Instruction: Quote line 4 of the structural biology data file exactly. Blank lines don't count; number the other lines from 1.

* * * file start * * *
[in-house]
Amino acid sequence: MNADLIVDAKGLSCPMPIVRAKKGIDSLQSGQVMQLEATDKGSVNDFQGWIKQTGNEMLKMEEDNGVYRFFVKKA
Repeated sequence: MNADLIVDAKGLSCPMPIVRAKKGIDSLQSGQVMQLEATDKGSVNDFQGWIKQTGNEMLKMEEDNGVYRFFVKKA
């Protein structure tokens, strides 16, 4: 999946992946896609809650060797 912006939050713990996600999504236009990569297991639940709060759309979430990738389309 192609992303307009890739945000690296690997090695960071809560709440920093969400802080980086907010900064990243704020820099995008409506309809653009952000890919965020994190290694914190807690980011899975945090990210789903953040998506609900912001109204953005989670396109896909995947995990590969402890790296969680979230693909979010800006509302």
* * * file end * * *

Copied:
């Protein structure tokens, strides 16, 4: 999946992946896609809650060797 912006939050713990996600999504236009990569297991639940709060759309979430990738389309 192609992303307009890739945000690296690997090695960071809560709440920093969400802080980086907010900064990243704020820099995008409506309809653009952000890919965020994190290694914190807690980011899975945090990210789903953040998506609900912001109204953005989670396109896909995947995990590969402890790296969680979230693909979010800006509302």